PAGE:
Lots of people, even famous Lisp hackers, like to claim that ‘Python can be seen as a dialect of Lisp with “traditional” syntax’.
Being famous does not make them right.
Python is nothing like Lisp
Expression language. Lisp is an expression language: everything in the language is an expression and has a value, and there is no distinction between expressions and statements, because there are no statements. Python is not: it has expressions, such as
lambda x: x*2 and statements such as
x = 3. If expressions and statements are different things then writing macros and any kind of general-purpose
lambda becomes very difficult.
Conses. Lisp has conses, Python does not. Conses are not everything1, but unless you have them you can’t implement them reasonably, and they are extremely useful data structures for many purposes. In particular for conses to be useful you need two things:
- a good syntax for them and for lists built from them;
- good performance — conses should be extremely cheap, so you can’t implement them as a special case of some heavyweight data structure such as a Python list, because there is an enormous header.
This means that conses need to be wired into the language: you can’t take a language without conses and add them, because even if you can get the first (you can’t in Python) you can’t get the second.
Symbols. Lisp has symbols, Python does not. You can use strings, and this works sometimes.
Lambda. Lisp has lambda, Python has an extremely limited version. Not being an expression language (see above) and the lack of scoping and block constructs in Python cripples its lambda.
Source code available as a low-commitment data structure. Lisp has this, Python does not. ‘Low-commitment’ means that it is available before it has been decided what it means, but after it has been turned from a stream of characters into something more interesting. This matters because it makes macros possible: macros which work by transforming streams of characters are doomed to the sort of unspeakable horror of which Jinja2 is a good example, while macros which work after it has been decided what the code means then can’t make their own decision about what it means, which is half the point of macros.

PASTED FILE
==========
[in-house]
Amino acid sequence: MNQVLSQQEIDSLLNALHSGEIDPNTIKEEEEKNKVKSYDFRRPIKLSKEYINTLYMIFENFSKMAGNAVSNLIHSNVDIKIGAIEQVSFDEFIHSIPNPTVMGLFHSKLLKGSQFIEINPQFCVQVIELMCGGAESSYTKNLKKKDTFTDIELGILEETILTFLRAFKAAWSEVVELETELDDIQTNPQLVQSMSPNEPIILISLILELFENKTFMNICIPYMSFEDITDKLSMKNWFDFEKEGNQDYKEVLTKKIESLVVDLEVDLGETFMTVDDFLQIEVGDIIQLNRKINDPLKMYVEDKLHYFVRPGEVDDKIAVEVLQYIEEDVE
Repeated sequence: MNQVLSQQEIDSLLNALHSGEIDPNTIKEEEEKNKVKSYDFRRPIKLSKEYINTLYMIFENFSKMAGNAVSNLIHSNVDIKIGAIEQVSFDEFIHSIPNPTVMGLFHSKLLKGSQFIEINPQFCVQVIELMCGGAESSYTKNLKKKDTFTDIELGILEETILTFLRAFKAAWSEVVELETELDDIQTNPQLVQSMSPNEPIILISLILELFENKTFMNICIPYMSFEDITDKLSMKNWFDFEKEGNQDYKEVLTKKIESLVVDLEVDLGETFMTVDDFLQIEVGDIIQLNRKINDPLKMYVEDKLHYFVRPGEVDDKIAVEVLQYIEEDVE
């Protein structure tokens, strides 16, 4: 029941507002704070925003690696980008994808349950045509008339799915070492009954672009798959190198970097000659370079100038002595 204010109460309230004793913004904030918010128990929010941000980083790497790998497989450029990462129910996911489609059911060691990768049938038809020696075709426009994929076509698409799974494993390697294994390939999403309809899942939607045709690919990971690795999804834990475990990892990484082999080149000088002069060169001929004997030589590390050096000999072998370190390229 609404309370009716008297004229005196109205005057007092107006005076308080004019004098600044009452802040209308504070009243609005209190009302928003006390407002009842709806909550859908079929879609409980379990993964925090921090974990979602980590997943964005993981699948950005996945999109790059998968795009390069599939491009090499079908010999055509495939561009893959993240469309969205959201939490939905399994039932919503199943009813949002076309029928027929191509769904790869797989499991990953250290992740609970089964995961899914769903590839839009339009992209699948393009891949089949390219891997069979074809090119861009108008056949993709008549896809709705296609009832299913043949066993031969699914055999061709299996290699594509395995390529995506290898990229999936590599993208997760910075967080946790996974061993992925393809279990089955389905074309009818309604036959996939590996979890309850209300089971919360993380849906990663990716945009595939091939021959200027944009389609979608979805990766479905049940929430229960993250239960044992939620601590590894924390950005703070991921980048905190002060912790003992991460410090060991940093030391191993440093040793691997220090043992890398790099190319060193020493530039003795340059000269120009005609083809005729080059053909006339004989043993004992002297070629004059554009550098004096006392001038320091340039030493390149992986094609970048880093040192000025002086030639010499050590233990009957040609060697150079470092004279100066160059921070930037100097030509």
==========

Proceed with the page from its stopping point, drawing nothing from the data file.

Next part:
Scoping. Lisp has a multiplicity of scoping constructs and all modern Lisps have lexical scope, with some (Scheme) extending this to control constructs. Binding and assignment are irreparably confused in Python: scope does not work properly and this can never be fixed. A language which requires a
global declaration is not going to be fixed by adding
Macros. Lisp has them, Python doesn’t. Since macros are the point of Lisp, it is really hard to see how the above quote makes any kind of sense.
There is a terrible truth about the percieved arrogance of Lisp hackers that it has taken me a long time to understand. The arrogance is justified: Lisp is, in fact, a better programming language.
In particular conses are not a useful universal data structure in the way that, perhaps, early Lisp people thought they were. ↩